When Michelle Obama spoke at the Democratic Convention, one story spoke to me more than the rest. When speaking of her father, his multiple sclerosis, and how he never failed to meet a deadline for college costs for she and her brother, the first lady reminded me of what is common to us all in this nation, no matter the circumstance.
With her words, “you see, to him, that was what it meant to be a man,” she could easily have been talking of my father, even though our fathers raised children in a far more unequal world. That Mrs. Obama has become first lady tells me that our family expectations were the same, even when our circumstance wasn’t. Outcomes matter little if we don’t have expectations for our children and the will to help them become something greater than ourselves.
When Nabeel told the audience about realizing classical music was not “his” music, I laughed out loud. Sitting beside him was his pianist accompaniment, Grace Eun Hae Kim, a Korean-American professor at Washington College. It seems to me that Nabeel has won two battles so far. One battle concerned his instrument, the violin. The other concerned himself and whether he felt he belonged in the world of classical music. Having heard him play, I have no doubt he has succeeded on both fronts and that his Arabic background is now a point of pride, not one of derision. The third battle is on the ground, in Nazareth.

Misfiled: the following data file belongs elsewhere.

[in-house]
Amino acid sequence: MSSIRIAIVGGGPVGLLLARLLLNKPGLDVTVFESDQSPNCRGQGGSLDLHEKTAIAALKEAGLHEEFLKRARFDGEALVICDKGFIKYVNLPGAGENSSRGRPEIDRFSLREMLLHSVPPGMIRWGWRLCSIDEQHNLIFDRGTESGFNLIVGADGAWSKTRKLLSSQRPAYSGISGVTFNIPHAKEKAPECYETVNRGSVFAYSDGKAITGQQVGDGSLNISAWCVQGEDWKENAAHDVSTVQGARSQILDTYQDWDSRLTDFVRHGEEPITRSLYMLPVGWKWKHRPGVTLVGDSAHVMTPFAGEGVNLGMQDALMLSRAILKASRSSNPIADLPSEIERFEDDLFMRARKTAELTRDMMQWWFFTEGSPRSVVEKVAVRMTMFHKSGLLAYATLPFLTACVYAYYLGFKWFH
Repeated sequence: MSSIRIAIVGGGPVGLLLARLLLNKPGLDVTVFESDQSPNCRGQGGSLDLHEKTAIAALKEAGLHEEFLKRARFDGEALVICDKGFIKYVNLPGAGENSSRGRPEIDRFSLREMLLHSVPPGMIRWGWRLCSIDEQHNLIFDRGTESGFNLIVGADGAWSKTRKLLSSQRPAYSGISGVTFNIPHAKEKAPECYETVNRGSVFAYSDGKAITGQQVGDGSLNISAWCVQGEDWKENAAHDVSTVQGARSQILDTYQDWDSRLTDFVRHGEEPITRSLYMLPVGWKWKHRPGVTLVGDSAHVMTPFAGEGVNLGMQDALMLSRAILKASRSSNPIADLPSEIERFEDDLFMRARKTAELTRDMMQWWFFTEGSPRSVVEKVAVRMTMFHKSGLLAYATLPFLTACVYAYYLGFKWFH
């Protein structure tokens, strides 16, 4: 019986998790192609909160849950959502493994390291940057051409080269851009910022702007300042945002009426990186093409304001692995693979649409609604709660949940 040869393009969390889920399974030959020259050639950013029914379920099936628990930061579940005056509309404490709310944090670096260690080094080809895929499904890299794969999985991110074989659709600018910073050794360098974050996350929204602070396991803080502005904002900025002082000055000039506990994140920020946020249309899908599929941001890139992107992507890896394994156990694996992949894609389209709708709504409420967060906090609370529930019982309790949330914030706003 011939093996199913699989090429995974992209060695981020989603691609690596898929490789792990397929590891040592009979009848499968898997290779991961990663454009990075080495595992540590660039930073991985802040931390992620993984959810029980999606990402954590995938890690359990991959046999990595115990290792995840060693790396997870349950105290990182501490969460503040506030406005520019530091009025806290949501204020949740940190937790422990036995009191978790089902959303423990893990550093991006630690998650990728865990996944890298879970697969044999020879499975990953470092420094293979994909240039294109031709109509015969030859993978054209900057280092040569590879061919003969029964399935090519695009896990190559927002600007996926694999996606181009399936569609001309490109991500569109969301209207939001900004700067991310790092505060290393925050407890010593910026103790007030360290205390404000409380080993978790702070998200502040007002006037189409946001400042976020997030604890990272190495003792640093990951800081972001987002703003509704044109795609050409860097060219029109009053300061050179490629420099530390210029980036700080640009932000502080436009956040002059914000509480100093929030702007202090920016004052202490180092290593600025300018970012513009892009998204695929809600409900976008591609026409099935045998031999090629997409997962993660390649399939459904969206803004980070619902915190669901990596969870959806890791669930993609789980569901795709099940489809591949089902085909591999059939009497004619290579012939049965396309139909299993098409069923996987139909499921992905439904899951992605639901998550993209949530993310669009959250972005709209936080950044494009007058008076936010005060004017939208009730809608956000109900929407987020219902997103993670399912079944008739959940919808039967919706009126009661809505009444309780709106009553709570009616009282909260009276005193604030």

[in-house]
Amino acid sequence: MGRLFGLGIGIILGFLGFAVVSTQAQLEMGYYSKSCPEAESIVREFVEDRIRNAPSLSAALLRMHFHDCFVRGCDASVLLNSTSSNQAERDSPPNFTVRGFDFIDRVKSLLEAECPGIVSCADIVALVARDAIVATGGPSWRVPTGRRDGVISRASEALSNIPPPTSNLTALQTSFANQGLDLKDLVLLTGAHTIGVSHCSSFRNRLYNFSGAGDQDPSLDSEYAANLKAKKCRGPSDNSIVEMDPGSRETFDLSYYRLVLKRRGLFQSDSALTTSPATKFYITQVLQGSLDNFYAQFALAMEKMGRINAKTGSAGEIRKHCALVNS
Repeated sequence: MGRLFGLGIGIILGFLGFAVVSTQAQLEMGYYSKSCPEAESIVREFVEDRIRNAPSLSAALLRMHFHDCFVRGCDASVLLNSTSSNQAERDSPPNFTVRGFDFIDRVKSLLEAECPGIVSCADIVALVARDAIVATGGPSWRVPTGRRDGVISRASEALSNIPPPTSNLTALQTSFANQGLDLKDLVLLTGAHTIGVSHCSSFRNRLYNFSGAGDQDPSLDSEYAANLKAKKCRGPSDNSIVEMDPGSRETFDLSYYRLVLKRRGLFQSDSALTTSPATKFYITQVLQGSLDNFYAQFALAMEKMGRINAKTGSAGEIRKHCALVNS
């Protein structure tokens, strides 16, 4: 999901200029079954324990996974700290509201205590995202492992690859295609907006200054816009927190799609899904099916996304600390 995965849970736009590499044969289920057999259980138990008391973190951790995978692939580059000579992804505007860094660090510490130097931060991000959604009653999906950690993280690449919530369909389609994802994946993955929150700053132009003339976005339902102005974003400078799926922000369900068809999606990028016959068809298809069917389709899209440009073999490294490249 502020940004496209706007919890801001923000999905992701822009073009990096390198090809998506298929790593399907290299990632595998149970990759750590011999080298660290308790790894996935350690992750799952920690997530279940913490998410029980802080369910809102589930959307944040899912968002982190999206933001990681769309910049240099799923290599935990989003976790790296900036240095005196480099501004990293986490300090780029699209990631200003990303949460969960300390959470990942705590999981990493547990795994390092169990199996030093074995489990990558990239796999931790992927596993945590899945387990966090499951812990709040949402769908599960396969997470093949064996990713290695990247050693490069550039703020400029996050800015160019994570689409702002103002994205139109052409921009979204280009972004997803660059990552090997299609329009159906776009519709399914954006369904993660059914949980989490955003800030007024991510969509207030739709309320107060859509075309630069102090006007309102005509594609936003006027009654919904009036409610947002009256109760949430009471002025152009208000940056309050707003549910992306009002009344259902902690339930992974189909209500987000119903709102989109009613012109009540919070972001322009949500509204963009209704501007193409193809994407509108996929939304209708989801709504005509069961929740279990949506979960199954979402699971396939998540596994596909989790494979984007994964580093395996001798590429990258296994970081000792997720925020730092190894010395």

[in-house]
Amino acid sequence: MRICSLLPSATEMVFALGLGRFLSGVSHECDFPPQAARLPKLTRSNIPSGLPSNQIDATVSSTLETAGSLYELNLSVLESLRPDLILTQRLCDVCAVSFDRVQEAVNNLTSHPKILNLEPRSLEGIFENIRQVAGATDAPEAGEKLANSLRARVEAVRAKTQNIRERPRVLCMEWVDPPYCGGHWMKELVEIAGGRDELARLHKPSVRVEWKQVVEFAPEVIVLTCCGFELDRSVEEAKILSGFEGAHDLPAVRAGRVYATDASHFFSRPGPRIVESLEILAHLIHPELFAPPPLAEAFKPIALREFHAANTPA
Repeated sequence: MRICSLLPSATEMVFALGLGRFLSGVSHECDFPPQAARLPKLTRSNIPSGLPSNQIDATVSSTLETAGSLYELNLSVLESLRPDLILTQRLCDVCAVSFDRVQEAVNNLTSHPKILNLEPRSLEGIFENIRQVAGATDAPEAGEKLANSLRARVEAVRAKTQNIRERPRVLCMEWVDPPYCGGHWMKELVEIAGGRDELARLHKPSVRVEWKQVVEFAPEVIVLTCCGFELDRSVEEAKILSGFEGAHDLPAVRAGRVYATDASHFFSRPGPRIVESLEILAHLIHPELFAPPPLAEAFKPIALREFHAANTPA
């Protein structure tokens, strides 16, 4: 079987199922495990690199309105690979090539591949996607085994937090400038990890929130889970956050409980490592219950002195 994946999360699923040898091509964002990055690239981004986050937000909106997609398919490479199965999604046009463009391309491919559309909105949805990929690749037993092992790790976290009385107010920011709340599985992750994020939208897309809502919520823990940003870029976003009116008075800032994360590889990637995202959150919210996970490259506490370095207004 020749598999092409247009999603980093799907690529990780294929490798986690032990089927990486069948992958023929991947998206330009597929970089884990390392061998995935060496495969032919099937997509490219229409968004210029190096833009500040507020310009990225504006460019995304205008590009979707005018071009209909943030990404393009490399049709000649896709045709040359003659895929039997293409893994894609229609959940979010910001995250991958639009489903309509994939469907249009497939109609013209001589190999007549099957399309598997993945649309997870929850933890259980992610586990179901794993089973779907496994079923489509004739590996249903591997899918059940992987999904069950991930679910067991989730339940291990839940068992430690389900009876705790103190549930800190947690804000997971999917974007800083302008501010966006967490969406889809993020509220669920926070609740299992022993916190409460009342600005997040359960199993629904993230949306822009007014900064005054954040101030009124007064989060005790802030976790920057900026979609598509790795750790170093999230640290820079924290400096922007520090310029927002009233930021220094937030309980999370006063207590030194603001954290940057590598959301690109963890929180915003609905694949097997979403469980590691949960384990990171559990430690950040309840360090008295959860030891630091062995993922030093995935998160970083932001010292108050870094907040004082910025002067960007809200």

Obama winning the election this fall is not simply about our guy and how we feel about ourselves. It’s also about winning the argument. To win the argument, we need to make those in our own tribes understand too. Parents and children need to know that there is right and wrong, expectations and hope, no matter what. This effort starts at the top, with the mayor as the people of Baltimore have been saying this for years.
In Baltimore, change comes too slowly and the losses are still too great. Mothers know. Mothers of the dead know better. And those who’ve been shot and crippled and live their lives in wheelchairs and worse, often know best.
Robert Emmet Mara has been in Baltimore since 2006. A native New Yorker, Robert came to Baltimore to do three things: work with kids, renovate houses and write a second book of fiction. Since his arrival, he has managed to do all three and more.
He has sought better oversight for his still blighted Harwood neighborhood from the city and has been asked to speak to various community association leaders on the subject of city agency relations.